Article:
The classical guitar Oscar Gillia died – His relationship with Greece and Elena Papandreou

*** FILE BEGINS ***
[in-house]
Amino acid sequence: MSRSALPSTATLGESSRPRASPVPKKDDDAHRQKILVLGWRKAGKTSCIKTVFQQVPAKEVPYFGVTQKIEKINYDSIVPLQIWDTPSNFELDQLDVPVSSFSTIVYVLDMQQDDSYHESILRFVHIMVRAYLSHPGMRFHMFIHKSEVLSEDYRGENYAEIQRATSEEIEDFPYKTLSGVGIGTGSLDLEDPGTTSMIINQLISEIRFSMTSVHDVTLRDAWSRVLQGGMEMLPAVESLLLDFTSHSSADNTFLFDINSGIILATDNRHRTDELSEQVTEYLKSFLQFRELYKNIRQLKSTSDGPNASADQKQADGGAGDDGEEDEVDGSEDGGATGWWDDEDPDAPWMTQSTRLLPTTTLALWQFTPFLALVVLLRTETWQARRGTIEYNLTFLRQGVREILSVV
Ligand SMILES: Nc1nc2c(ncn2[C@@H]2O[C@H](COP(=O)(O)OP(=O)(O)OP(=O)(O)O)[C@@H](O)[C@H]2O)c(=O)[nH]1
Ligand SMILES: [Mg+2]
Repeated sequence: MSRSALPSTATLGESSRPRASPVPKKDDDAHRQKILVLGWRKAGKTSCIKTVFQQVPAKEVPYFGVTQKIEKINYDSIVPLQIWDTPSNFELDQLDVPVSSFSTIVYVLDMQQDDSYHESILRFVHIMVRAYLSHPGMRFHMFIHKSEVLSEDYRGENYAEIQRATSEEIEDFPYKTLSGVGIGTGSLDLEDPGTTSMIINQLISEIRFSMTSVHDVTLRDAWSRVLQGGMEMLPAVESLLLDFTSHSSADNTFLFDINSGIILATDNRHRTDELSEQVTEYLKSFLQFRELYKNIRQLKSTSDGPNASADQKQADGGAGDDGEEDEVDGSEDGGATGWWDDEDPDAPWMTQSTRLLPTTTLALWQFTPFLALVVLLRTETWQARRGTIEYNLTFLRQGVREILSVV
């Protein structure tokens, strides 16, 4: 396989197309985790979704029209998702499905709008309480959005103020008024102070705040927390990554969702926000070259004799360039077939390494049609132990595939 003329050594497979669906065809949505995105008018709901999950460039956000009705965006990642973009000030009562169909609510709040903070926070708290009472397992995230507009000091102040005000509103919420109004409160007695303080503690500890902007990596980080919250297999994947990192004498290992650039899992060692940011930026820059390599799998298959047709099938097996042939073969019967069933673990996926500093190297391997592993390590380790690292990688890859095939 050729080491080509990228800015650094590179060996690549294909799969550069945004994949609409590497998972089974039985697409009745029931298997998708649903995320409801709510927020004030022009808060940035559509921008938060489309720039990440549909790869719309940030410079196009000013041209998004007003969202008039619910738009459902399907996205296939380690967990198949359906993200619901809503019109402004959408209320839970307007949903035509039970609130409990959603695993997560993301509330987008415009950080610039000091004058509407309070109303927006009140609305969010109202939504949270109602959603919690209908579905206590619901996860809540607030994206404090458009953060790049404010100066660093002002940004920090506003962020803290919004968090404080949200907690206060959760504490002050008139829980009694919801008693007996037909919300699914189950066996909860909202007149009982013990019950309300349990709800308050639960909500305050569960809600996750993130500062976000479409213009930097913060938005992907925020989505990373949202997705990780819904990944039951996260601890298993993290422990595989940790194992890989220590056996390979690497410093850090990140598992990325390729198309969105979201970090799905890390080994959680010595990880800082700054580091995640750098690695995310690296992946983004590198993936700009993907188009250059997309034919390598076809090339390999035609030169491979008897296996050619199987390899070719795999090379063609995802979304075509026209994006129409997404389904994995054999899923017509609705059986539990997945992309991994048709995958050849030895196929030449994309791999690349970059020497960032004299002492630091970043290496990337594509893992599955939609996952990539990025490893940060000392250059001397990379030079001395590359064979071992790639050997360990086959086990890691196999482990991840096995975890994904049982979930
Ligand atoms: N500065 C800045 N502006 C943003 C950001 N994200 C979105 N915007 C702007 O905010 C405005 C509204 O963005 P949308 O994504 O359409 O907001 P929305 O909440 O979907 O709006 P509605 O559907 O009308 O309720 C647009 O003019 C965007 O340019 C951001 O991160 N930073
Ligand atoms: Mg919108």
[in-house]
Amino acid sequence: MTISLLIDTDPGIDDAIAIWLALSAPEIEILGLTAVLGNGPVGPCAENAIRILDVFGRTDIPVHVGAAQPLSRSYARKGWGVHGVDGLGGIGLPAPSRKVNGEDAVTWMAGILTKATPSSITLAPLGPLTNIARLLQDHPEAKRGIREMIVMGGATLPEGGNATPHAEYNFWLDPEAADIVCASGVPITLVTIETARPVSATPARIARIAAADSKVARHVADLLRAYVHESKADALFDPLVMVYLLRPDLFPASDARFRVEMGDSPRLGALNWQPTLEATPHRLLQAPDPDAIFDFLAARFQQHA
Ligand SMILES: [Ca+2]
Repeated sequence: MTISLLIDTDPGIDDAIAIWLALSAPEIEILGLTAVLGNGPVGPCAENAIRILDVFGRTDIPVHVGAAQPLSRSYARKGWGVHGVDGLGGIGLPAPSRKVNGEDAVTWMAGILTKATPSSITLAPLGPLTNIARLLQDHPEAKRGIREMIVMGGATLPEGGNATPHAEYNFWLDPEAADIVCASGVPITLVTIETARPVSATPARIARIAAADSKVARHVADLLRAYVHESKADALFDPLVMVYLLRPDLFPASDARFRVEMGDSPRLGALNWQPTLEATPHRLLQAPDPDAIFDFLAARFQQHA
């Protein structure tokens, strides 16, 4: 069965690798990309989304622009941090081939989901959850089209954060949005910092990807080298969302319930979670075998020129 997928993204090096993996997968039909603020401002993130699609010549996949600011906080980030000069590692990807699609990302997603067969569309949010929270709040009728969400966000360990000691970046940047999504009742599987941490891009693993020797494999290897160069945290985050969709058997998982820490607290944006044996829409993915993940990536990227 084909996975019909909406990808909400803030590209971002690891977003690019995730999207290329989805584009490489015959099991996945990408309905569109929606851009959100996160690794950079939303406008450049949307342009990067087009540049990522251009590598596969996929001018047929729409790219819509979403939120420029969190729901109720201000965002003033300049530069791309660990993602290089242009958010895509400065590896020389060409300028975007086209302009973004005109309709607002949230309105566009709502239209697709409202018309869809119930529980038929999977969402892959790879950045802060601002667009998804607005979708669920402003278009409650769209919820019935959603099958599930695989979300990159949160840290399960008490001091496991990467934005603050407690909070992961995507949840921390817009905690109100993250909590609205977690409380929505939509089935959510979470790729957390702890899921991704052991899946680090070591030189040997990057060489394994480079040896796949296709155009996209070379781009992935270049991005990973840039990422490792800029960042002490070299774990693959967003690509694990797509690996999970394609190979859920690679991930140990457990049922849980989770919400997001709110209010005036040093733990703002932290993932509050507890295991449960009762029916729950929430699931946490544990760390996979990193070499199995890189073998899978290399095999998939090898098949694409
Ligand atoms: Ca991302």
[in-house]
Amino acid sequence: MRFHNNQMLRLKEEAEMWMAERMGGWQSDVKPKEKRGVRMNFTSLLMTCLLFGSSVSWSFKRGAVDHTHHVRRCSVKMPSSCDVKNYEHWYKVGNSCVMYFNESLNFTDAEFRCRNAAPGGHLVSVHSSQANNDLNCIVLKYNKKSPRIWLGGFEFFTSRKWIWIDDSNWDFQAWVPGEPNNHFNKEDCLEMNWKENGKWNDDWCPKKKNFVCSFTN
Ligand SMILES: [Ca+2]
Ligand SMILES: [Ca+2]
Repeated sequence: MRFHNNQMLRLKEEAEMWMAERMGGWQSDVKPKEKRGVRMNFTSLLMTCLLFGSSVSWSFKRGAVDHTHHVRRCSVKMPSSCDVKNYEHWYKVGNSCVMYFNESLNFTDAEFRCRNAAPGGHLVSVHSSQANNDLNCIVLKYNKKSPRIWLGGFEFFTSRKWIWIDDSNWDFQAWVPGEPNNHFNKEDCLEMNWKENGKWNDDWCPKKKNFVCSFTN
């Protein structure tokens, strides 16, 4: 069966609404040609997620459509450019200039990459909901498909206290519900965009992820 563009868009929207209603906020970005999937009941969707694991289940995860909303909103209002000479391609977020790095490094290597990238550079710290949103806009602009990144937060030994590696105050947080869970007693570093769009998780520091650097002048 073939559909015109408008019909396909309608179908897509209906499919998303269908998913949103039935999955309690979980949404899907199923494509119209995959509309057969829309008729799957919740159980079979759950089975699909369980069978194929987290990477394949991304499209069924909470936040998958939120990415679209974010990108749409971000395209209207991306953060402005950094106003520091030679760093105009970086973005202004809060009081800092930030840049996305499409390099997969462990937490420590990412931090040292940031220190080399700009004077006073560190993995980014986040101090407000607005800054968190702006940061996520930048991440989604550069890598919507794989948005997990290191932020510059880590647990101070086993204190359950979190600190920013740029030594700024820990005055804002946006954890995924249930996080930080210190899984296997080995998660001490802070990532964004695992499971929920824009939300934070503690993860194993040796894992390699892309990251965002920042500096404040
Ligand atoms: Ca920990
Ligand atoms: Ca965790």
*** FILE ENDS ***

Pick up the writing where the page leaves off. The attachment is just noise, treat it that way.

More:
Oscar Gillia died in Thessaloniki at the age of 85. The Italian soloist and her lover are one of the largest and most important personalities in classical. The classical guitar meter Oscar Gillia marked generations of musicians around the world, while spending the last twenty years of his life in Greece. “Oskar was a mythical figure for the classical guitar field internationally and in my opinion has influenced its modern history. He has taught at least one lesson to a huge number of guitarists around the planet and has greatly influenced the evolution of the instrument’s teaching mode.” This is what the professor states in the Department of Music Science and Art of the University of Macedonia, Helena Papandreou, a student of his since 17 years and since 2006 wife of the deceased. Video with the leading virtuoso at work: “Oskar Gillia has been an inexhaustible source of inspiration for the global guitarist community. It was a torrent of musicality that, by vehicle classical guitar, was one of the greatest musical personalities of the 20th century”, confirms Paul Kanellakis, one of the people who had the blessing – as he says – to learn alongside him from a very early age and today, after a long march abroad, he teaches in Switzerland. Oscar Gillia’s artistic course Oscar Gillia, born in a family of artists, with father and grandfather famous painters and mother renowned pianist, was invited to choose between brushes and melodies. From his original selection a series of watercolors and oil paintings emerged, but music won him, thanks to his father, who once asked him to pose with a guitar. This painting was the beginning of a life dedicated to music. He studied at the Conservatory of Santa Cecilia, Rome, but the most important inspiration and influence came with his apprenticeship near Andrés Segovia. He contributed to guitar study, establishing guitar schools at important music festivals (Aspen in the U.S., Les Arcs in France, Gargnano in Italy), was a regular visiting professor at separate music centers internationally (Juilliard School in New York, Northwestern University in Chicago etc.), while Hartford University declared him an honorary doctorate. In 1976 he succeeded Andrés Segovia as a professor at Accademia Chigiana, Siena, where for over 40 years he has nurtured talented guitarists, forming their musical outline and interpretation. In addition to solo recital, he has played with some of the most important names internationally (Victoria de Los Angeles, Jean Pierre Rampal, Salvatore Accardo, Yuri Bashmet, Pinchas Zuckerman, Laszlo Varga, Juilliard String Quartet etc.). His last CDs with “Stradivarius” are dedicated to the works of Ponce and Bach. The Mannes School of New York named the 2008 festival “The Ghiglia Legacy”, on the occasion of its seventyth birthday, while a similar celebration took place ten years later, at the Taiwan Festival. Oscar Gillia’s relationship with Greece and Helena Papandreou After his retirement from Basel, Switzerland, where he held the guitar professor seat in Musik-Akademie der Stadt Basel from 1983 to 2005, his teaching continued, in various master classes in Greece, Italy and the USA. It was then that he became a couple with Helena Papandreou and with her he chose our country. Since 2005 he lived in Athens and since 2010 in Thessaloniki. “He had been integrated into the field of Greek musicians, everyone loved him, he has given so many lessons, while in the last years he was relatively tired and sick, he could no longer travel and move, offered under scholarship type free lessons to excellent guitar students of the department of Music Science and Art of PAMAK, where I am a teacher,” says Papandreou, presenting a small example of his generosity and contribution. Oscar’s lesson, life lesson for thousands of people From the news of Oscar Gillia’s death, Elena Papandreou did not stop receiving messages of support from people from around the world, who once again expressed their gratitude for meeting with the mythical teacher and stressed how much it affected their lives throughout—and not just music. “There are things I knew, because they told me at times, but I continue to receive very touching comments. He has left an indelible imprint on the lives of many thousands of people. A guitarist was talking to me yesterday and he was telling me that Oscar has influenced his life from every point of view, from his age, even his marriage, even the important professor position he finally took. This is one of the many examples,” Helena Papandreou stresses. “He was not only a great classical guitar teacher. He was a philosopher of music. He was not teaching in order to impress today, but in the thrill and maturity of tomorrow. I learned a lot in private classes with him. I learned more when I watched him teach other students. I learned more when I heard him talk about music. But mostly I learned next to him that talent consists of three elements: Work, work and work and that love and belief in what we do are the most important and the most substantial virtues,” says Mr. Some of the current professors of the world’s most important music schools were students of Gillia, while Elena Papandreou never stopped learning next to him. “For example, a particular album with music by Manuel Maria Ponce, I may have listened to it – without exaggeration- four hundred times. And I learned so much by listening to this play that it changed the way I think, the way I listen, the way I play, and I teach music. Of course like me it has affected too many others,” he says. It is no coincidence that in 2018, on the occasion of the completion of Oscar Gillia’s 80 years old, Netflix presented a documentary entitled “Oscar’s Lesson” (“Oscar’s Lesson”), where the classical guitarist tells his historical career as a musician and teacher, demonstrates his excellent skills, while some of his important students speak about him. RES information and photos – ICM